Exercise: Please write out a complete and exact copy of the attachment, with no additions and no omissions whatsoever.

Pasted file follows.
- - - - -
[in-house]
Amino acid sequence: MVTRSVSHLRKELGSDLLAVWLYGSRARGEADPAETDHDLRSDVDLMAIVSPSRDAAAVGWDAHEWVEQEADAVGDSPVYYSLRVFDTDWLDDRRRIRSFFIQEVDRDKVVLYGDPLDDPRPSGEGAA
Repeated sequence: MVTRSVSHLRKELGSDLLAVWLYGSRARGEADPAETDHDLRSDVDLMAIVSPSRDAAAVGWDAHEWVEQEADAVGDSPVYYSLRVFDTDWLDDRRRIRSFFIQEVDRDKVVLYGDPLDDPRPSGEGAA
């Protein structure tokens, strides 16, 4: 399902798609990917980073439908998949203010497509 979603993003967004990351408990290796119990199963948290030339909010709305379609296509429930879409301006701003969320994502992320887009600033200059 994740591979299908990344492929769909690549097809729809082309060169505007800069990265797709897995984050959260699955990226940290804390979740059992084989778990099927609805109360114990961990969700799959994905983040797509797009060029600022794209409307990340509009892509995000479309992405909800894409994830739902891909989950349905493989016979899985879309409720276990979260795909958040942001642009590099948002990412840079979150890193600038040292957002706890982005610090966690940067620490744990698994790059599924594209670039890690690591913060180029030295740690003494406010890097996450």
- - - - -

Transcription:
[in-house]
Amino acid sequence: MVTRSVSHLRKELGSDLLAVWLYGSRARGEADPAETDHDLRSDVDLMAIVSPSRDAAAVGWDAHEWVEQEADAVGDSPVYYSLRVFDTDWLDDRRRIRSFFIQEVDRDKVVLYGDPLDDPRPSGEGAA
Repeated sequence: MVTRSVSHLRKELGSDLLAVWLYGSRARGEADPAETDHDLRSDVDLMAIVSPSRDAAAVGWDAHEWVEQEADAVGDSPVYYSLRVFDTDWLDDRRRIRSFFIQEVDRDKVVLYGDPLDDPRPSGEGAA
């Protein structure tokens, strides 16, 4: 399902798609990917980073439908998949203010497509 979603993003967004990351408990290796119990199963948290030339909010709305379609296509429930879409301006701003969320994502992320887009600033200059 994740591979299908990344492929769909690549097809729809082309060169505007800069990265797709897995984050959260699955990226940290804390979740059992084989778990099927609805109360114990961990969700799959994905983040797509797009060029600022794209409307990340509009892509995000479309992405909800894409994830739902891909989950349905493989016979899985879309409720276990979260795909958040942001642009590099948002990412840079979150890193600038040292957002706890982005610090966690940067620490744990698994790059599924594209670039890690690591913060180029030295740690003494406010890097996450």